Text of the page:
History of Vancouver, British Columbia, Canada

Vancouver’s history is rich despite the fact that it is a young city by historic standards. The Aboriginal peoples of the Vancouver region has been there for around 3,000 years. The native settlements around Vancouver shows that the aboriginals were a food-gathering people with a intricate social system.

Captain George Vancouver sailed into Burrand Inlet and landed there in 1792 and it was the catalyst of a big change in the lives of the First Nations near the Northwest Passage.

Next came the fur traders, gold prospectors than the settlers came. In 1808 the North West Company trader Simon Fraser and his ship crew were the first Europeans descended the Fraser river to set anchor in what we know as Vancouver today. In 1862 at McLeery’s Farm on the Fraser River the European started settling here. Following that a sawmill was built at Moodyville which is now North Vancouver and the lumbering industry was started.

Gassy Jack Deighton in 1867 set up a shanty tavern and the settlement of Gastown rapidly built up around the tavern. Three years after the government surveyed the settlement and decided to build a town site and called it Granville. Vancouver was incorporated as a city In 1886, and shortly after the city was destroyed by fire a few months later. The very resilient community vowed to rebuild and within a year the small city was built. Four year later, Vancouver’s future was solidified when the train transportation from the east and traffic of ships of the Canadian Pacific fleet, arrived. This contributed to the future growth of the Vancouver.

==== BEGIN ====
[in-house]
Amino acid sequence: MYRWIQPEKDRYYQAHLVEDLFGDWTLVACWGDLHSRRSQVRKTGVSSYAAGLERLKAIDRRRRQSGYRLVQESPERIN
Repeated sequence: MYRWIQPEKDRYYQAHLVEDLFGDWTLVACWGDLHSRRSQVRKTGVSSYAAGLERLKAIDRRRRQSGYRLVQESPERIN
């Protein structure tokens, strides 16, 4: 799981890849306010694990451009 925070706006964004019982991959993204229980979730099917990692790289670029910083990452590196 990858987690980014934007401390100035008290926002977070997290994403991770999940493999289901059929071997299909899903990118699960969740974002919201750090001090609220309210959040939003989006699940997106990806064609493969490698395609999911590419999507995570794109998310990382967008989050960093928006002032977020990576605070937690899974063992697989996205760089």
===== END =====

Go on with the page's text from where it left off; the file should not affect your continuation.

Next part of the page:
Due to the construction of the railroad system (built on Chinese railway workers back) the population grew quickly from 5,000 in 1887 to 100,000 in 1900. The first ten years of the twentieth century, Vancouver’s population increased 300% and which attributed to a construction boom. Stanley Park ring road was the first road to receive pavement which was made out of the crushed shells of the large midden at the old native village of Lumberman’s Arch; Stanley Park ring road was paved for use by bicycles. Only after World War I were automobile roads built to link up Vancouver to other cities.

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